As a member of the Royal Irish Regiment, Robbie O'Farrell is a hugely-experienced soldier, who has served in Iraq, Kosovo and Northern Ireland. He has recently returned from Afghanistan, where he narrowly escaped death from a suicide bomb.

"There was a car bomb that went off just near us, and fortunately only one of the guys got minor injuries."

So what motivates these soldiers to cross borders to join a foreign army?

Captain Stevie Swan (28) from Howth, Co Dublin, said he trained to become an officer at Sandhurst (where Princes William and Harry also trained) after meeting English friends who were joining the British army.

'I think many Irish soldiers apply to join the British army because they see it as a highly professional force," says the Business studies graduate. "Because Ireland is neutral, you might not have the same opportunities in the Irish army.

"I was quite worried about how people would react when I joined, and I wondered whether I should tell people. But the reaction in Ireland has been very positive. People are fascinated.

"Since I have joined I have met four other guys from Howth who are in the army. I am very proud of the work that we do."

Some of the recruits to the British army may have applied to the Irish army, but were turned down.

The involvement of Irish soldiers has not come without a cost in lives. As well as the death of Lance Corporal Malone in Iraq, 29-year-old Ranger Justin Cupples from Cavan was killed when a Taliban bomb exploded last month.

The commander of the first battalion of the Royal Irish Regiment, Lieutenant Col Ed Freely, believes the soldiers from the South are an essential part of the regiment.

"I think they stand out for their commitment and quality."

He sees the Royal Irish as a "pan-Irish" regiment, with troops from Northern Ireland, the Republic and elsewhere.

The regiment celebrates its Irish traditions to an extent that is not always apparent in the South.

The motto is "Fag an bealach" (Clear the way), the mascot is an Irish wolfhound, and the insignia includes a shamrock.

"St Patrick's Day is our big day," Commander Ed Freely says. "We have a parade. There is a strong tradition of Irish music in the regiment, and we have Irish dancing."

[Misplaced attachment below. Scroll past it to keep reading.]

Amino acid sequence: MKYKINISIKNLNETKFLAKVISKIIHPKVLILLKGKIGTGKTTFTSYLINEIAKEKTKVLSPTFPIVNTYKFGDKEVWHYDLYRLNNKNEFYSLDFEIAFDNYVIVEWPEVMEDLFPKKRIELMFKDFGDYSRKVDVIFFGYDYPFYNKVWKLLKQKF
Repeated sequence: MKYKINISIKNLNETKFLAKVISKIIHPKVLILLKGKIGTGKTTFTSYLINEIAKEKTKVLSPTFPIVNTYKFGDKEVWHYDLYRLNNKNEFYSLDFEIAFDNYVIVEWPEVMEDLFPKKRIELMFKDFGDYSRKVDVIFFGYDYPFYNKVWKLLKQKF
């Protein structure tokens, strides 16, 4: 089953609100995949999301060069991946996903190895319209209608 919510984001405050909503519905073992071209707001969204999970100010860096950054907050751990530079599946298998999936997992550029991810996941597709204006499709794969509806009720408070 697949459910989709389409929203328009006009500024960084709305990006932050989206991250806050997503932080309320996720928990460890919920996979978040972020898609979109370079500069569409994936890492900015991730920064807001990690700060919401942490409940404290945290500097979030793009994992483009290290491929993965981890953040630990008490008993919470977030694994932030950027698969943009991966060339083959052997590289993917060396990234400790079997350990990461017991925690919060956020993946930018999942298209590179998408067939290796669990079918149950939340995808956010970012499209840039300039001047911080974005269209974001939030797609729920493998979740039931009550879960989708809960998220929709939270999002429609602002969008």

With its recent track record in Northern Ireland, Afghanistan, Iraq and the Balkans, the regiment is now one of the m ost experienced fighting forces in the world.

"I believe that because of its Irish tradition the regiment is suited to the needs of modern warfare. They have the right temperament and show sensitivity in co-operating with local populations."

The Irish in the British army may now be much more open about their activities, encountering positive curiosity when they return home.

But there is still some opposition. A recent letter writer to The Irish Times suggested that the description of British Army recruits as "Irish soldiers" in a report was "an affront to those who fought, many making the ultimate sacrifice, to free this country from British rule".

This view may now be in the minority, however.

"If you look into it you will find that most Irish families have some roots in the British Army," says Pam Roche, administrator of the Royal British Legion in Ireland.

"The Legion sells Poppies at this time of year, with the money going to help veterans and their families.

"TV programmes such Who Do You Think You Are?, which showed Joe Duffy's antecedents in the British Army in India, have helped to change attitudes. There is a great desire to acknowledge that this is part of Irish tradition."